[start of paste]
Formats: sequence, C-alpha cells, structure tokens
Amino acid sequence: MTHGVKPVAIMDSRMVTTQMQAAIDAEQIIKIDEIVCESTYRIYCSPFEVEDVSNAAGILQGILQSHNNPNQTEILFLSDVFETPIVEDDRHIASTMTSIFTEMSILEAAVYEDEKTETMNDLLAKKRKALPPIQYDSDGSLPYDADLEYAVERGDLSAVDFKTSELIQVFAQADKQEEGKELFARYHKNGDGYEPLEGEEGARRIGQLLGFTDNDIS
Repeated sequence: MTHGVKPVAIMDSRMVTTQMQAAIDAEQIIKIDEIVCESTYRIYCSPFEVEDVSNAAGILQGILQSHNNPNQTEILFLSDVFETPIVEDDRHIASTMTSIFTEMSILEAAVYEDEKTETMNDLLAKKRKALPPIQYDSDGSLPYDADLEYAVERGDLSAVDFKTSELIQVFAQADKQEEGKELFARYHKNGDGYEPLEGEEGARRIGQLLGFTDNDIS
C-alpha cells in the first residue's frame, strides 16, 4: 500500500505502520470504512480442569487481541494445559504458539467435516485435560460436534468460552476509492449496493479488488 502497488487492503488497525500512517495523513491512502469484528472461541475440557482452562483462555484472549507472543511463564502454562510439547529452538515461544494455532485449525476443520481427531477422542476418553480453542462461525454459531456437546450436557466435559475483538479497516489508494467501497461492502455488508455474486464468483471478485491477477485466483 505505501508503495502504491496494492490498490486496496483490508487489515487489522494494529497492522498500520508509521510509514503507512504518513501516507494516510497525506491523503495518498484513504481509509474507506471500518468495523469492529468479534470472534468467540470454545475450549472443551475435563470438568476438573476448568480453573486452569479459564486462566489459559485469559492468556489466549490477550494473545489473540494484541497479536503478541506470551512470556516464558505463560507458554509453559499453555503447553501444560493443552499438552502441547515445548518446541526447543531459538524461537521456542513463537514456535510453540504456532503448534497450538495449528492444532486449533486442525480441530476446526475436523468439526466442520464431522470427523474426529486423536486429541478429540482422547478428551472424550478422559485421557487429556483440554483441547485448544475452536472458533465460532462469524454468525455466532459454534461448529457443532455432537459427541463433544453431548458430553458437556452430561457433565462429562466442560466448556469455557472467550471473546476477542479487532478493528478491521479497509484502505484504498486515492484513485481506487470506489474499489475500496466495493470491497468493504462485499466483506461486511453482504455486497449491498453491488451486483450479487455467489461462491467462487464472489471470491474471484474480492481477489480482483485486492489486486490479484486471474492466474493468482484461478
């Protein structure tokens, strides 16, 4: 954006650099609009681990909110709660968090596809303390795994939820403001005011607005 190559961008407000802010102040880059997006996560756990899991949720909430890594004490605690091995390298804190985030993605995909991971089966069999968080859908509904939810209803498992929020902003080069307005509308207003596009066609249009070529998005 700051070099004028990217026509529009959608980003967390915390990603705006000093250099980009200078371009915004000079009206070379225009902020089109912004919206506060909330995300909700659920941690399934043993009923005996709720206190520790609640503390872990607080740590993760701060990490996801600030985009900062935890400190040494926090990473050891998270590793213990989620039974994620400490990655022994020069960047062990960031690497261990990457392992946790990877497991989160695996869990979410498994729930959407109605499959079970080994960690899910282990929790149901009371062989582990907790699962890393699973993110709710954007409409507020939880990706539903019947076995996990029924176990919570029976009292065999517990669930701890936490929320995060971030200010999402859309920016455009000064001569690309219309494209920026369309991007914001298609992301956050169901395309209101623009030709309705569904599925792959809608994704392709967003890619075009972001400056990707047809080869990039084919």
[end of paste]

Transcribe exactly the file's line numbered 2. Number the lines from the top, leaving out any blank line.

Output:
Amino acid sequence: MTHGVKPVAIMDSRMVTTQMQAAIDAEQIIKIDEIVCESTYRIYCSPFEVEDVSNAAGILQGILQSHNNPNQTEILFLSDVFETPIVEDDRHIASTMTSIFTEMSILEAAVYEDEKTETMNDLLAKKRKALPPIQYDSDGSLPYDADLEYAVERGDLSAVDFKTSELIQVFAQADKQEEGKELFARYHKNGDGYEPLEGEEGARRIGQLLGFTDNDIS